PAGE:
If you're hosting Thanksgiving tomorrow, be sure to leave romaine lettuce off the menu! The Center for Disease Control and Prevention (CDC) and the U.S. Food and Drug Administration (FDA) are warning everyone to avoid the classic salad green until investigators can pinpoint the exact source of an E. coli outbreak that has sickened 32 people in 11 states.

The FDA advised Americans to stop eating romaine and to toss any that's left in the fridge. Restaurants and retailers should also stop serving it until more is known.

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An Aedes albopictus female mosquito obtaining a blood meal from a human host. Centers for Disease Control and Prevention Public Health Image Library

By Joyce Sakamoto and Shelley Whitehead

Cases of vector-borne disease have more than doubled in the U.S. since 2004, the Centers for Disease Control and Prevention recently reported, with mosquitoes and ticks bearing most of the blame.

Mosquitoes, long spreaders of malaria and yellow fever, have more recently spread dengue, Zika and Chikungunya viruses, and caused epidemic outbreaks, mainly in U.S. territories. The insects are also largely responsible for making West Nile virus endemic in the continental U.S.

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Aedes aegypti mosquito obtaining a blood-meal. Public Health Image Library

The number of diseases transmitted by mosquito, tick and flea bites more than tripled in the U.S. from 2004 through 2016, according to a report released Tuesday by the Centers for Disease Control and Prevention (CDC).

More than 640,000 cases were reported during those 13 years. There were more than 96,000 cases in 2016, a massive jump from the 27,000 cases in 2004.

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By Sandra Eskin

Three days before 2018 arrived, officials from the Centers for Disease Control and Prevention (CDC) announced they were investigating a foodborne E. coli outbreak that ultimately resulted in one death and sickened at least 25 people in 15 states. "Leafy greens" were identified as the likely source, but the Food and Drug Administration (FDA) continues to work with state and local partners to determine the specific products that made people ill and where they were grown, distributed and sold, all with the goal of finding points where the E. coli contamination might have occurred.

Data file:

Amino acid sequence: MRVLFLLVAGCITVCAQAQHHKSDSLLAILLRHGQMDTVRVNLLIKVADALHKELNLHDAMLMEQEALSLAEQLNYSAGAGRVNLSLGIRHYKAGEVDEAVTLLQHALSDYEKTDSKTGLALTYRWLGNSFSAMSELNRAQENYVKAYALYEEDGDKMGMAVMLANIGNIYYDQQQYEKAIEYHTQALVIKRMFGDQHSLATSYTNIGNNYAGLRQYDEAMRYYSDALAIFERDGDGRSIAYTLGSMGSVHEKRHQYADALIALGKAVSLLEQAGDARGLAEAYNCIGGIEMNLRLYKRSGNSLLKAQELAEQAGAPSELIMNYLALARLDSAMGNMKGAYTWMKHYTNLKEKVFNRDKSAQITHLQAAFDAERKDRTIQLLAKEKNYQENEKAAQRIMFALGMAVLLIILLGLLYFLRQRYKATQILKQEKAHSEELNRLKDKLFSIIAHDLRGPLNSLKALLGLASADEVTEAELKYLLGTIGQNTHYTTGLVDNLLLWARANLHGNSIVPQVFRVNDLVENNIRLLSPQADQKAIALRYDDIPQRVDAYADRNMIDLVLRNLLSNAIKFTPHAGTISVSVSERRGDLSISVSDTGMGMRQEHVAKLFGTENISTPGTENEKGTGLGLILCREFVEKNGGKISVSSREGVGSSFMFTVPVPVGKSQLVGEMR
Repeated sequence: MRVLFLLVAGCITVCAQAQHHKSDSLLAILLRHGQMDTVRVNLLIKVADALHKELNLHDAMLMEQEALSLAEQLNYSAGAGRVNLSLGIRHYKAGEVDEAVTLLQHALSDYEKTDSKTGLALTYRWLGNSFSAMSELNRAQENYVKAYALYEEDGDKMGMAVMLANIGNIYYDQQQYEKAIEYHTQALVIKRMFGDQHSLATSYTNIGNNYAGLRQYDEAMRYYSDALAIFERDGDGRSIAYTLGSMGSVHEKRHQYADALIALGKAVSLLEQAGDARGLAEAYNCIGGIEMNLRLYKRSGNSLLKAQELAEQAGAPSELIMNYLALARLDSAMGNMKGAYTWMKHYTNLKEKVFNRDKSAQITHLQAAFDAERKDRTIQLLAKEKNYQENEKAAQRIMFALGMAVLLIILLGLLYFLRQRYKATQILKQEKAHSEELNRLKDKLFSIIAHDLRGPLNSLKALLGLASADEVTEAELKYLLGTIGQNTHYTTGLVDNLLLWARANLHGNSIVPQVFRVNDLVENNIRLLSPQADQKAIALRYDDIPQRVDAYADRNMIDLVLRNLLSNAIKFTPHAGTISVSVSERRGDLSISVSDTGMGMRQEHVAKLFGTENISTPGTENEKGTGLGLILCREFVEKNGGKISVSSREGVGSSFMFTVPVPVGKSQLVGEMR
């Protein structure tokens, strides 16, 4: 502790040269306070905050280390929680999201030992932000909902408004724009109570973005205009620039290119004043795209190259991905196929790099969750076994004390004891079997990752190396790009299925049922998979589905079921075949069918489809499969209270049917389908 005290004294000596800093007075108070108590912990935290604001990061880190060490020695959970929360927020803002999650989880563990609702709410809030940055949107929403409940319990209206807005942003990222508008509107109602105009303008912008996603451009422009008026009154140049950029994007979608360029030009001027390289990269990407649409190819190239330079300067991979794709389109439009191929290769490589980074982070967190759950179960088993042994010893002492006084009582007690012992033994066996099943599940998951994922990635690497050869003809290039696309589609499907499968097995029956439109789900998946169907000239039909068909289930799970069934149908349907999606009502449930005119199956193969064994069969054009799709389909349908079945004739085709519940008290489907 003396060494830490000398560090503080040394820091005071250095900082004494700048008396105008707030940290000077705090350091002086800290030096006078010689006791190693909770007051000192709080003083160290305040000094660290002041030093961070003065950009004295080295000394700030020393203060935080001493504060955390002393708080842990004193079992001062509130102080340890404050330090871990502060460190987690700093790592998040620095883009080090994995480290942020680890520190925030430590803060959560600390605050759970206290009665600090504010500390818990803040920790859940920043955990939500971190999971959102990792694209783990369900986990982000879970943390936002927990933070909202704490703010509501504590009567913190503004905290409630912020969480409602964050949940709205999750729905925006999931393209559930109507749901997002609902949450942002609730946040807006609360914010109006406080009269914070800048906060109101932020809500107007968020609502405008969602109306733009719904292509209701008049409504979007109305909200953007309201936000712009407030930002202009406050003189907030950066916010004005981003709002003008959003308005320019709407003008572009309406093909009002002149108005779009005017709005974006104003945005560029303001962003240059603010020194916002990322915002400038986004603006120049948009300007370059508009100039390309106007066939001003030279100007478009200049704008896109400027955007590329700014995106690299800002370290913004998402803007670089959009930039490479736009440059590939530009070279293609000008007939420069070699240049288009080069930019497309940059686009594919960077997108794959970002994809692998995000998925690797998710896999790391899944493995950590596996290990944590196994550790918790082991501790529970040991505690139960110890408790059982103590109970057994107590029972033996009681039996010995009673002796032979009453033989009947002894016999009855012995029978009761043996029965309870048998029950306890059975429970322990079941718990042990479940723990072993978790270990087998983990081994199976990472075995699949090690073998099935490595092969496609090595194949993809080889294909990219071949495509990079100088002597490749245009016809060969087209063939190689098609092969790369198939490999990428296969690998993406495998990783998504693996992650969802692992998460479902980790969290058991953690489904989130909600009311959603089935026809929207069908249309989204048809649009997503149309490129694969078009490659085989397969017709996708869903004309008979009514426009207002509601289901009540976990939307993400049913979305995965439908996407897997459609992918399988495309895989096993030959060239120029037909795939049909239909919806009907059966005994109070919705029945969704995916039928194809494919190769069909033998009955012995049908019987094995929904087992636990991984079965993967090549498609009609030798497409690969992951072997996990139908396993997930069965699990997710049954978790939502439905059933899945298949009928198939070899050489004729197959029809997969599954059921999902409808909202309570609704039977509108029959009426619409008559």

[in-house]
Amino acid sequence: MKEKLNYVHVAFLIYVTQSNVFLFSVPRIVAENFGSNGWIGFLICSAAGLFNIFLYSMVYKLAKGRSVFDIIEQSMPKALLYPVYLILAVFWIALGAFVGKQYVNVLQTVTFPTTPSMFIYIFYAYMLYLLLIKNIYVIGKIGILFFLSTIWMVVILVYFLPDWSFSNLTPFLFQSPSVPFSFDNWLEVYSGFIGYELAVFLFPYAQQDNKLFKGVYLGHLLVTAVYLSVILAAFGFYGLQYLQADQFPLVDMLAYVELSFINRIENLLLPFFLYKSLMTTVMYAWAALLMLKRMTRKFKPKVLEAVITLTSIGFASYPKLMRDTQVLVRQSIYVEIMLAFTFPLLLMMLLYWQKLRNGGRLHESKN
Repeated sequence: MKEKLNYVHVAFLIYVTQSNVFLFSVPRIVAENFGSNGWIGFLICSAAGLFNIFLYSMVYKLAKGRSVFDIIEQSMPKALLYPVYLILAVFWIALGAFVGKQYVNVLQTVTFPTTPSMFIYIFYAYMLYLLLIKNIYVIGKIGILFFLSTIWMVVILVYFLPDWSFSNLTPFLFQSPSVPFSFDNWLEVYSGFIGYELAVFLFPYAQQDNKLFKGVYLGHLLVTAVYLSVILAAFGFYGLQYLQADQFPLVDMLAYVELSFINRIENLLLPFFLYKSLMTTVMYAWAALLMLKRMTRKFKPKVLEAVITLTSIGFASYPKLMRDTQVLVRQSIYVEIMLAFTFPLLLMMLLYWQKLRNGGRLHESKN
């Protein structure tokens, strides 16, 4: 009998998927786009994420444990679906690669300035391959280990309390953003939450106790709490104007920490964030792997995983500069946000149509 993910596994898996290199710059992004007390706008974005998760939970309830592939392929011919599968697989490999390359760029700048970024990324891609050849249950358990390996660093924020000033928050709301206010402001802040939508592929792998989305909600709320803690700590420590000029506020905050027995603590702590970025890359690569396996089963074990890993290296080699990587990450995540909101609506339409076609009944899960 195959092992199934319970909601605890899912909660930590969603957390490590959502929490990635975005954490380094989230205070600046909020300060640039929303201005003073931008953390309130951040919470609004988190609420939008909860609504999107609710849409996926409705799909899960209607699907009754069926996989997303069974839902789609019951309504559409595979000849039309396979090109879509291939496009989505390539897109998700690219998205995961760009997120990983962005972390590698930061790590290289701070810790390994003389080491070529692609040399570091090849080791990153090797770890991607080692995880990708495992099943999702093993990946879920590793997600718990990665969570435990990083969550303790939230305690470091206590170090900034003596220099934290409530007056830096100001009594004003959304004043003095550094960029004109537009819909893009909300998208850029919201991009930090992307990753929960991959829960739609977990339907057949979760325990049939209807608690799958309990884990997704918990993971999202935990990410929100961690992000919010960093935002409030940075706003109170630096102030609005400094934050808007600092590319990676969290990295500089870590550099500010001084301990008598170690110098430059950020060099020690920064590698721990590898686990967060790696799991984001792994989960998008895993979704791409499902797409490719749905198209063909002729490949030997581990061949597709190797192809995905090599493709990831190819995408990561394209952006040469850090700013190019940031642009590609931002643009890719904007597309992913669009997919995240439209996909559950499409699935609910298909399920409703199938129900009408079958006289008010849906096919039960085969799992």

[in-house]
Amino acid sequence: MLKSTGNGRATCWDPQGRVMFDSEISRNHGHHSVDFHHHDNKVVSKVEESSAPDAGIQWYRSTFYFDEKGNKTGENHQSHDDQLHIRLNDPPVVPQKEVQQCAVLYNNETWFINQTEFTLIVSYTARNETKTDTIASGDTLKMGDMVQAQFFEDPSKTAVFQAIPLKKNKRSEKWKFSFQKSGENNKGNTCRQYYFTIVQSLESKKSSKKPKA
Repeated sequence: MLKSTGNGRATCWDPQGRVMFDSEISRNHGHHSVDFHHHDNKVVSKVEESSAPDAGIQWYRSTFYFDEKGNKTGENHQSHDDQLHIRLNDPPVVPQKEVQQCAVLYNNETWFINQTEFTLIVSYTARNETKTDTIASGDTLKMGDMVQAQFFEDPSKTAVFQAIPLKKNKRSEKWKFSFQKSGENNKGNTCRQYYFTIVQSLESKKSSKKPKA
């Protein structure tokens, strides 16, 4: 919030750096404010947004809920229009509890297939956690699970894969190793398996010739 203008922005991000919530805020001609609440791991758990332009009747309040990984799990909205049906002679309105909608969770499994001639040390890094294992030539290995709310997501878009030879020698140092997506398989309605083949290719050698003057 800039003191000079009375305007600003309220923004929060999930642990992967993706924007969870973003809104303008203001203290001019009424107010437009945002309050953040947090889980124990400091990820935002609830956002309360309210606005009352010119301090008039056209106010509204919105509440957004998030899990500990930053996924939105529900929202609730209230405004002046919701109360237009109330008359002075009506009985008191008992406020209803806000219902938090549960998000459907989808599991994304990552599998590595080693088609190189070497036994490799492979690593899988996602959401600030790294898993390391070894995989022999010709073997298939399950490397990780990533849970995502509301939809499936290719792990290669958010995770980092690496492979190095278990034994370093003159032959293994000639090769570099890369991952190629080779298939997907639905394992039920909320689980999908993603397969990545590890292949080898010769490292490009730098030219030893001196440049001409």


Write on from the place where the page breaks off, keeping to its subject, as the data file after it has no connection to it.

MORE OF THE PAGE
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Springer, 2017

By Michael Halpern

A word ban extends beyond the Centers for Disease Control and Prevention (CDC), the Washington Post reported last night, including at another, unnamed U.S. Department of Health and Human Services (HHS) agency that was told how to talk about the Affordable Care Act, presumably to discourage people from signing up for health care. The directive came from the White House Office of Management and Budget, which coordinates the president's budget proposal and rule-making agenda.

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Sarsmis / Shutterstock

By Dan Nosowitz

On the heels of our country's very own secular harvest festival, the Center for Disease Control (CDC) released new data indicating just how few people are actually regularly eating the fruits of the harvest.

The CDC regularly publishes data on the health of the country, and, appropriately for the season, last week's ominous-sounding Morbidity and Mortality Weekly Report includes information on fruit and vegetable consumption.